So, passion is a wonderful thing. I really want more people to have the courage to follow their passion. But as I say that, I also realize that in the name of passion all kinds of conditionings and influences and, therefore, bondages operate. Conditioned passion is deeply dangerous. There would be nobody right now in this auditorium who would not be passionate about a thing or two. All of us have our own pet passions. The problem is, they are neither our own nor are they our pets. You call something your pet only when you control it, right? A pet dog.

Our passions are not controlled by us; instead, they control us. How are they our pet passions? And they are not ours. It’s like we are being hypnotized and something totally external, something totally unrelated to our own reality has entered us, captivated and possessed us, and so deeply that we do not remember or realize that “There was a point when this meant nothing to me, and there will be a point when I will be disillusioned from this same very thing. But at this moment, I am captured, I am hypnotized. I am so captured that I have started calling this as my passion.” No, that is not your passion. You will drop it. And when that moment comes, there is a lot of pain. Not only is there a lot of pain—already a lot of wastage has happened and that wastage cannot be recovered then.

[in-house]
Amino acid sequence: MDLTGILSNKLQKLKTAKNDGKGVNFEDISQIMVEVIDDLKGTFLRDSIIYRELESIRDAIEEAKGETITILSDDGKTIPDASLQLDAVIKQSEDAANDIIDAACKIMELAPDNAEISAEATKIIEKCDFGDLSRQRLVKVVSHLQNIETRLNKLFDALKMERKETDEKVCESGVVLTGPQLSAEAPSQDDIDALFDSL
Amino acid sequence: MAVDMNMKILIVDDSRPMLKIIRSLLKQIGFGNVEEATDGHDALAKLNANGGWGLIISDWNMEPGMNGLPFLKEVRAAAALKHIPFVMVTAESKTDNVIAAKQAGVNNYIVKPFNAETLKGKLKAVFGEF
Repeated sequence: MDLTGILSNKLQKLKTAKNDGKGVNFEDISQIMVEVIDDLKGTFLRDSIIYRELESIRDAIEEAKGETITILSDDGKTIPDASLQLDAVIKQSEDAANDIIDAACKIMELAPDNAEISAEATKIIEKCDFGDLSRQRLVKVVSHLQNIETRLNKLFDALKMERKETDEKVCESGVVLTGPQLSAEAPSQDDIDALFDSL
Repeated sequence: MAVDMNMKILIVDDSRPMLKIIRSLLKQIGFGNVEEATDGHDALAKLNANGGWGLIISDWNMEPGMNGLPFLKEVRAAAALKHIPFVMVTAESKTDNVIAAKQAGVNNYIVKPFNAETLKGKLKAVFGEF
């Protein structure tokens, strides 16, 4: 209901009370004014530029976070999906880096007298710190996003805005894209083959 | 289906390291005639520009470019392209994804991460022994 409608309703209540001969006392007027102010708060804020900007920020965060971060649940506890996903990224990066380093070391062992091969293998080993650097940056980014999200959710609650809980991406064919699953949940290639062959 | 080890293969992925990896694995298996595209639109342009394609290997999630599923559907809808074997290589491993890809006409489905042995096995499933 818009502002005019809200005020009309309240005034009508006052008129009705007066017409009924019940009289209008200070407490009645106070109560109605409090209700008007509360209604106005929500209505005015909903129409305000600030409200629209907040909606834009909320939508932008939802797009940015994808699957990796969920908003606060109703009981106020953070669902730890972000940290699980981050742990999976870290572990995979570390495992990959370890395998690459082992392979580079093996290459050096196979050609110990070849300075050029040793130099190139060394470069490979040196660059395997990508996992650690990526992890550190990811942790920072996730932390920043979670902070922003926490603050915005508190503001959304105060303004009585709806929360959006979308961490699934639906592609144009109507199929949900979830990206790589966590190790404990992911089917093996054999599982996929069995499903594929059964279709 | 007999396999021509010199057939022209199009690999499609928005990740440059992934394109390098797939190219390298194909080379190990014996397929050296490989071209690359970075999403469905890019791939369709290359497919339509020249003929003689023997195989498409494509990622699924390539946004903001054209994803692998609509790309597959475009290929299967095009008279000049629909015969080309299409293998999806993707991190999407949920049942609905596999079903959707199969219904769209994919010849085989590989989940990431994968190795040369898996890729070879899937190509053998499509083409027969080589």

Therefore, the advice is to prompt: yes, go the way of your passion. Logic must be used to determine how to succeed in your passion. Logic does not come first; obviously, passion comes first. The use of intellect is to find the way to the destination you are passionate about. The destination has to be determined by passion; logic has to be used to find the route to the destination. True, fully agree.

But there is a great danger when we say this, and I am repeating this because that which you call as ‘your’ passion is mostly a false passion. We keep falling in love, we keep slipping this way, that way, and then when we stumble, fall, get hurt, we get up and say, “Oh, I don’t know what happened to me! Was I drunk or something?” It’s a nice realization; it’s just that we don’t stay with it. We realize that the last affair was a bad one, and then we walked into another one of the same kind. That’s the truth of our passions—ephemeral, shallow, influenced, hurtful, wasteful.